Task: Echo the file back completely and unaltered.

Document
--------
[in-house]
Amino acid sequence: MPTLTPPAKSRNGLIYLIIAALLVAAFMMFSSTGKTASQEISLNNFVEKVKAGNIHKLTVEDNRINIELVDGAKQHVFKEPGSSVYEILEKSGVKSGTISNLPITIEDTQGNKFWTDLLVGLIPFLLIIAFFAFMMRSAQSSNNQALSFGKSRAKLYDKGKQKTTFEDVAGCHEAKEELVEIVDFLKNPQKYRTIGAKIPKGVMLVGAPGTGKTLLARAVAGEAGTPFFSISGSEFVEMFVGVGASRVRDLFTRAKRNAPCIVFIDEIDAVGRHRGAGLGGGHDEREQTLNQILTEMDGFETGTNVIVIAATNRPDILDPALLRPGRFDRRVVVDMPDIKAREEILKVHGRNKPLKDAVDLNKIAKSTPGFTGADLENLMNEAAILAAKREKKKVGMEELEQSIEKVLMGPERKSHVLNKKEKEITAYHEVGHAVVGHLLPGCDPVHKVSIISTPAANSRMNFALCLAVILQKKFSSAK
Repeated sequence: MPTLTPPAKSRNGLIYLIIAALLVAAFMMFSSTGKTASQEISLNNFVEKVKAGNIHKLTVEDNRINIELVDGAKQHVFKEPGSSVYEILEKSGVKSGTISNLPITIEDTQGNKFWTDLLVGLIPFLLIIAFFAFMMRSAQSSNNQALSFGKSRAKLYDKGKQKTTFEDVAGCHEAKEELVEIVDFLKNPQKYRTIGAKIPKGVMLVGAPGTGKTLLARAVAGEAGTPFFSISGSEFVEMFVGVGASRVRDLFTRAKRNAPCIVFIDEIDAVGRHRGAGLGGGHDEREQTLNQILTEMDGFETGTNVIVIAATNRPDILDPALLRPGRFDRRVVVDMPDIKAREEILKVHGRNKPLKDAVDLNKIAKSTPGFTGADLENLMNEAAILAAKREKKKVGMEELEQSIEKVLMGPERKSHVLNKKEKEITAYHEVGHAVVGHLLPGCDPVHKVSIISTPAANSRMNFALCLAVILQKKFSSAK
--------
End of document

[in-house]
Amino acid sequence: MPTLTPPAKSRNGLIYLIIAALLVAAFMMFSSTGKTASQEISLNNFVEKVKAGNIHKLTVEDNRINIELVDGAKQHVFKEPGSSVYEILEKSGVKSGTISNLPITIEDTQGNKFWTDLLVGLIPFLLIIAFFAFMMRSAQSSNNQALSFGKSRAKLYDKGKQKTTFEDVAGCHEAKEELVEIVDFLKNPQKYRTIGAKIPKGVMLVGAPGTGKTLLARAVAGEAGTPFFSISGSEFVEMFVGVGASRVRDLFTRAKRNAPCIVFIDEIDAVGRHRGAGLGGGHDEREQTLNQILTEMDGFETGTNVIVIAATNRPDILDPALLRPGRFDRRVVVDMPDIKAREEILKVHGRNKPLKDAVDLNKIAKSTPGFTGADLENLMNEAAILAAKREKKKVGMEELEQSIEKVLMGPERKSHVLNKKEKEITAYHEVGHAVVGHLLPGCDPVHKVSIISTPAANSRMNFALCLAVILQKKFSSAK
Repeated sequence: MPTLTPPAKSRNGLIYLIIAALLVAAFMMFSSTGKTASQEISLNNFVEKVKAGNIHKLTVEDNRINIELVDGAKQHVFKEPGSSVYEILEKSGVKSGTISNLPITIEDTQGNKFWTDLLVGLIPFLLIIAFFAFMMRSAQSSNNQALSFGKSRAKLYDKGKQKTTFEDVAGCHEAKEELVEIVDFLKNPQKYRTIGAKIPKGVMLVGAPGTGKTLLARAVAGEAGTPFFSISGSEFVEMFVGVGASRVRDLFTRAKRNAPCIVFIDEIDAVGRHRGAGLGGGHDEREQTLNQILTEMDGFETGTNVIVIAATNRPDILDPALLRPGRFDRRVVVDMPDIKAREEILKVHGRNKPLKDAVDLNKIAKSTPGFTGADLENLMNEAAILAAKREKKKVGMEELEQSIEKVLMGPERKSHVLNKKEKEITAYHEVGHAVVGHLLPGCDPVHKVSIISTPAANSRMNFALCLAVILQKKFSSAK